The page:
Is it safe?

It was the late 1980’s; I was in seminary trying to figure out if I was called into ministry. One weekend, Rita (my wife) and I decided to visit some family friends living in Watts, Calif. This couple and their two children had moved from a small farming village in Southern Manitoba to what was from my perspective, the extreme opposite, inner city Los Angeles – Watts. After class on Friday, we made the four-hour journey from Fresno, Calif., to Watts. Twenty years later, what stands out to me about this visit was a conversation we had in the back yard.

My question was simple, “Is this a safe place to live and raise a family?”

Their response was both simple and profound – “The safest place to be is in the middle of God’s will.”

I do not recall any other parts of that weekend, but the idea of safety in the middle of God’s will has stuck with me. I have been inspired and frustrated by this thought.

Ever since that afternoon, I having been trying to figure out God’s will for my life. Some things have been made clear. I have been called to love God and to love my neighbor. Feeding the hungry and caring about the needs of others fits in as well.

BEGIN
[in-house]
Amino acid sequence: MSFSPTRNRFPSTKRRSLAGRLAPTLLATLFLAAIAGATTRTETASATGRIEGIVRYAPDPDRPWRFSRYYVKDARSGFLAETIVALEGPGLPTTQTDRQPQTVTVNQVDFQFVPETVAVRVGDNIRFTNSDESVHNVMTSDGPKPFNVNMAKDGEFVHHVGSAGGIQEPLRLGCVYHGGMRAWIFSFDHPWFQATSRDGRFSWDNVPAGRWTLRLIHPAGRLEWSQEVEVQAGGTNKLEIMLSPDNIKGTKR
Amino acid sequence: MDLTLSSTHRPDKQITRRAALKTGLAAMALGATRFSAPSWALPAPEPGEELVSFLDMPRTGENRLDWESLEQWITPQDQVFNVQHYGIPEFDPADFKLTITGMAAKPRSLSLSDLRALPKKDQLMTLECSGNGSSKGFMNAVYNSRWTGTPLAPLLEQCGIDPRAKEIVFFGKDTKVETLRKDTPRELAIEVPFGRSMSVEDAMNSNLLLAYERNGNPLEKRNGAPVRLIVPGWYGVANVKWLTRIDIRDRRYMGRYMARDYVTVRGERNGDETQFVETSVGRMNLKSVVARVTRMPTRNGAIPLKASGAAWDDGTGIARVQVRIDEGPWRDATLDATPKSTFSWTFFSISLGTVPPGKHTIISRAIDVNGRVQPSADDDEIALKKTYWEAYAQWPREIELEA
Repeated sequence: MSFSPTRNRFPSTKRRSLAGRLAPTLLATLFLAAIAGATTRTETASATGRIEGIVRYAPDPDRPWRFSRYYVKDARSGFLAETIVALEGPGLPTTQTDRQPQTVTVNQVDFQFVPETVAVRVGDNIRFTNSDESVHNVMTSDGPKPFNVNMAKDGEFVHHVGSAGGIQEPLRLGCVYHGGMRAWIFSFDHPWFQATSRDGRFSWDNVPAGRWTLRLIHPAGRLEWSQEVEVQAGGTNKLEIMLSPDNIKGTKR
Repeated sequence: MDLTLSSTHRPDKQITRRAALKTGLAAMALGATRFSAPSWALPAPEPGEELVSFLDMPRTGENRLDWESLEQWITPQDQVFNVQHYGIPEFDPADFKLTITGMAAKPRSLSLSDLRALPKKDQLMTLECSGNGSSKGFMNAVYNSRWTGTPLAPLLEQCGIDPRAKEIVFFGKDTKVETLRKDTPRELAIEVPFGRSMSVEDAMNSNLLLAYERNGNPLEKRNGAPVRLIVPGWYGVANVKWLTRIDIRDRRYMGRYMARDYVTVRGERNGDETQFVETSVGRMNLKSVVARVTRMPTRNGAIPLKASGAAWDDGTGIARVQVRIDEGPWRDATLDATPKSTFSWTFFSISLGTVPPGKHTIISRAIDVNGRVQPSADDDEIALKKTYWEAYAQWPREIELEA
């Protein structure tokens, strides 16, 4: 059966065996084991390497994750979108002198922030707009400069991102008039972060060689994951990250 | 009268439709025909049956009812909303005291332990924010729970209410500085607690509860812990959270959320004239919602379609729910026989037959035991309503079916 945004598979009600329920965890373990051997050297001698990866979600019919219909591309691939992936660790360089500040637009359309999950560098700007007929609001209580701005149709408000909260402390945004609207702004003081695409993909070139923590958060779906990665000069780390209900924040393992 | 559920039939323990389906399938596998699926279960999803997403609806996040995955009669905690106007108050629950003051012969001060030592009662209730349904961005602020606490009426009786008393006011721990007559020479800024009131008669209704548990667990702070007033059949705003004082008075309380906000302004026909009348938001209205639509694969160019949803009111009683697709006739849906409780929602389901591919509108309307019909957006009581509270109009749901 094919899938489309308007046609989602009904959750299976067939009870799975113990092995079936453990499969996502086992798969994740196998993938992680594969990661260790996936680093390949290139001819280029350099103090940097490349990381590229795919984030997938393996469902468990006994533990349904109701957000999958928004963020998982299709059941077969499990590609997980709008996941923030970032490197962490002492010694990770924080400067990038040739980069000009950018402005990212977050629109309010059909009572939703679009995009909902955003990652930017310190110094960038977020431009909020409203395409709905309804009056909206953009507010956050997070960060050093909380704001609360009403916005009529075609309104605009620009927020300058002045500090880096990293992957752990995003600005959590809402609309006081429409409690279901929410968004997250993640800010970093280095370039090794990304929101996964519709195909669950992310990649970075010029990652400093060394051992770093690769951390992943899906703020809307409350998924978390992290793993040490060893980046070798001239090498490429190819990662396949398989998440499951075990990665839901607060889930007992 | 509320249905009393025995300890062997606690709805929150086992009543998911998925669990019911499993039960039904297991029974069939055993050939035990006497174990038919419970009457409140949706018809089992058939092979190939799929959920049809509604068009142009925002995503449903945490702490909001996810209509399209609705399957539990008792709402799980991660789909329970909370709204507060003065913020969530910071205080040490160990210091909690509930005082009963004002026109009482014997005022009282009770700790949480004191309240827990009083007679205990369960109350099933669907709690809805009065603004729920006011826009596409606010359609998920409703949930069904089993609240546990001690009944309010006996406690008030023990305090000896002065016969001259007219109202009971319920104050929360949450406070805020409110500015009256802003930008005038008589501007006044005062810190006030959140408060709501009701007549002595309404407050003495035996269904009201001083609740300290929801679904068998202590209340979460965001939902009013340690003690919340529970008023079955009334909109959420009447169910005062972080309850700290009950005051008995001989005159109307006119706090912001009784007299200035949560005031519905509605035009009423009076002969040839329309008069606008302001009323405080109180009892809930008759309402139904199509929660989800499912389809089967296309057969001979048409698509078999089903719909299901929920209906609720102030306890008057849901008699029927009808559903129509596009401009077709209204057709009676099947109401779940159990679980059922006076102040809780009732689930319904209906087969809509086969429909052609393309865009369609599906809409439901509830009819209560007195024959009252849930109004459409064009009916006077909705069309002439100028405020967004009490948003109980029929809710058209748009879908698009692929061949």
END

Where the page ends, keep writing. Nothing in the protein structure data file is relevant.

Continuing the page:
However, I have never been able to fully answer the “where” question. God, where do you want me to serve you? Should I move back to Canada or stay here in the U.S.? Is it OK for me to work among people who look like me, think like me and talk like me? Questions like these have been driven by my need to answer the “safety” question. I want to be a responsible husband and father. I want my family to be safe. I want my children to go to schools where they can grow and mature without having to experience fear.

After seminary, we moved to Denver to work in a nice safe suburban church. I worked with the youth who attended schools like Chatfield, Bear Creek and Columbine. During the three years I spent at this church, I learned two important lessons. First, safety is mostly an illusion. Bad stuff happens. Second, God was not calling me to be a suburban pastor. The suburbs need pastors – I was just not called to be one!

In the fall of 1994, I began my work at DOOR. Two years later, we sold our house in the suburbs and moved into the heart of the city. At the time, we had well meaning friends and neighbors who at best thought we were crazy and at worst thought we had become irresponsible parents for moving from a “safe” neighborhood into “that” neighborhood.

It was 12 years ago this spring that we moved into the house in “that” neighborhood. Has it always been safe? The honest answer is no – our cars and house have been broken into. Our boys have been picked on because of the color of their skin.

The answer does not end with no; the good has far outweighed the bad. Our neighbors (and friends), for the most part, do not look like us, they view the world from a completely different context and they are still learning English … we are a long way from talking the same! I still struggle with the safety question, but my 15-year journey from the suburbs to the city has yielded some unexpected fruit – contentment with where I live and being where God wants me to be.